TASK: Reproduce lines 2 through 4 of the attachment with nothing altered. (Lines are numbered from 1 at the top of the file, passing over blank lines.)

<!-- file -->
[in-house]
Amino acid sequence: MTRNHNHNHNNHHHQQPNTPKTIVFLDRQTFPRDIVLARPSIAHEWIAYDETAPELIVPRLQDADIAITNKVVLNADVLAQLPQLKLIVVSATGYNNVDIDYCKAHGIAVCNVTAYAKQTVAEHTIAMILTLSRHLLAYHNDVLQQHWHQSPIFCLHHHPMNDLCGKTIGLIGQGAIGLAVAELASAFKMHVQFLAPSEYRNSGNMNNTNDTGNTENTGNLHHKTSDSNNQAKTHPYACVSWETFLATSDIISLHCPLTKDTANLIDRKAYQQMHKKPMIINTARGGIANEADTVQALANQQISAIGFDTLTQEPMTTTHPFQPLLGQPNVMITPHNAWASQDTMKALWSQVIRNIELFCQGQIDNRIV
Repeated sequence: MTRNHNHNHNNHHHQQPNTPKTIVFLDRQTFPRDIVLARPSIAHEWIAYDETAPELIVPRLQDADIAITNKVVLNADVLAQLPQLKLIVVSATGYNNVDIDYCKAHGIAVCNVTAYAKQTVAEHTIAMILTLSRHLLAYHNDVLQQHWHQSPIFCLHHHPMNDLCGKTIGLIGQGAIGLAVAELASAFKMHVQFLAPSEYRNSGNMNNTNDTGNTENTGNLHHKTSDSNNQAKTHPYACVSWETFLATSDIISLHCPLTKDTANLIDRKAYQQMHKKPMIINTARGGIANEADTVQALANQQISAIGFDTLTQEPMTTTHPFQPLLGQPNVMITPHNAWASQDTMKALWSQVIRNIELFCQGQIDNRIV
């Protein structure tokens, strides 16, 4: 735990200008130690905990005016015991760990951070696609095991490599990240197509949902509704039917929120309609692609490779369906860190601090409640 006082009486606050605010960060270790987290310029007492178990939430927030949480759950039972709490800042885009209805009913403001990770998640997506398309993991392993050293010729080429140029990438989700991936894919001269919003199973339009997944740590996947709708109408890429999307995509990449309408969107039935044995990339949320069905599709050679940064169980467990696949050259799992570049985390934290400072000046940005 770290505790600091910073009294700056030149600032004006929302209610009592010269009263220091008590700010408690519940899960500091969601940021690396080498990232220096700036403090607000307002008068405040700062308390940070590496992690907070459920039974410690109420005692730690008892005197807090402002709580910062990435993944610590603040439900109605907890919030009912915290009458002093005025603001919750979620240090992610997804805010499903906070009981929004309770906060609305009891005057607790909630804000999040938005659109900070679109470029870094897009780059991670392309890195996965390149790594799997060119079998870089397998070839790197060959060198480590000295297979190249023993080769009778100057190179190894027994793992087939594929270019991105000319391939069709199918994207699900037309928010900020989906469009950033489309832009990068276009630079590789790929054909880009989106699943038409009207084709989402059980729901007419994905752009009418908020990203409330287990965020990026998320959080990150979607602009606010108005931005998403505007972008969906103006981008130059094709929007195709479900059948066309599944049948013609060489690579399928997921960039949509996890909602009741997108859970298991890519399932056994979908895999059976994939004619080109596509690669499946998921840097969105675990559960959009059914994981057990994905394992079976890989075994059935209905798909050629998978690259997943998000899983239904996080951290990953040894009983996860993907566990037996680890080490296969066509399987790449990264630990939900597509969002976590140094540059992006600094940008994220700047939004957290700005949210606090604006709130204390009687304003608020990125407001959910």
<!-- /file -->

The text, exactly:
Amino acid sequence: MTRNHNHNHNNHHHQQPNTPKTIVFLDRQTFPRDIVLARPSIAHEWIAYDETAPELIVPRLQDADIAITNKVVLNADVLAQLPQLKLIVVSATGYNNVDIDYCKAHGIAVCNVTAYAKQTVAEHTIAMILTLSRHLLAYHNDVLQQHWHQSPIFCLHHHPMNDLCGKTIGLIGQGAIGLAVAELASAFKMHVQFLAPSEYRNSGNMNNTNDTGNTENTGNLHHKTSDSNNQAKTHPYACVSWETFLATSDIISLHCPLTKDTANLIDRKAYQQMHKKPMIINTARGGIANEADTVQALANQQISAIGFDTLTQEPMTTTHPFQPLLGQPNVMITPHNAWASQDTMKALWSQVIRNIELFCQGQIDNRIV
Repeated sequence: MTRNHNHNHNNHHHQQPNTPKTIVFLDRQTFPRDIVLARPSIAHEWIAYDETAPELIVPRLQDADIAITNKVVLNADVLAQLPQLKLIVVSATGYNNVDIDYCKAHGIAVCNVTAYAKQTVAEHTIAMILTLSRHLLAYHNDVLQQHWHQSPIFCLHHHPMNDLCGKTIGLIGQGAIGLAVAELASAFKMHVQFLAPSEYRNSGNMNNTNDTGNTENTGNLHHKTSDSNNQAKTHPYACVSWETFLATSDIISLHCPLTKDTANLIDRKAYQQMHKKPMIINTARGGIANEADTVQALANQQISAIGFDTLTQEPMTTTHPFQPLLGQPNVMITPHNAWASQDTMKALWSQVIRNIELFCQGQIDNRIV
């Protein structure tokens, strides 16, 4: 735990200008130690905990005016015991760990951070696609095991490599990240197509949902509704039917929120309609692609490779369906860190601090409640 006082009486606050605010960060270790987290310029007492178990939430927030949480759950039972709490800042885009209805009913403001990770998640997506398309993991392993050293010729080429140029990438989700991936894919001269919003199973339009997944740590996947709708109408890429999307995509990449309408969107039935044995990339949320069905599709050679940064169980467990696949050259799992570049985390934290400072000046940005 770290505790600091910073009294700056030149600032004006929302209610009592010269009263220091008590700010408690519940899960500091969601940021690396080498990232220096700036403090607000307002008068405040700062308390940070590496992690907070459920039974410690109420005692730690008892005197807090402002709580910062990435993944610590603040439900109605907890919030009912915290009458002093005025603001919750979620240090992610997804805010499903906070009981929004309770906060609305009891005057607790909630804000999040938005659109900070679109470029870094897009780059991670392309890195996965390149790594799997060119079998870089397998070839790197060959060198480590000295297979190249023993080769009778100057190179190894027994793992087939594929270019991105000319391939069709199918994207699900037309928010900020989906469009950033489309832009990068276009630079590789790929054909880009989106699943038409009207084709989402059980729901007419994905752009009418908020990203409330287990965020990026998320959080990150979607602009606010108005931005998403505007972008969906103006981008130059094709929007195709479900059948066309599944049948013609060489690579399928997921960039949509996890909602009741997108859970298991890519399932056994979908895999059976994939004619080109596509690669499946998921840097969105675990559960959009059914994981057990994905394992079976890989075994059935209905798909050629998978690259997943998000899983239904996080951290990953040894009983996860993907566990037996680890080490296969066509399987790449990264630990939900597509969002976590140094540059992006600094940008994220700047939004957290700005949210606090604006709130204390009687304003608020990125407001959910």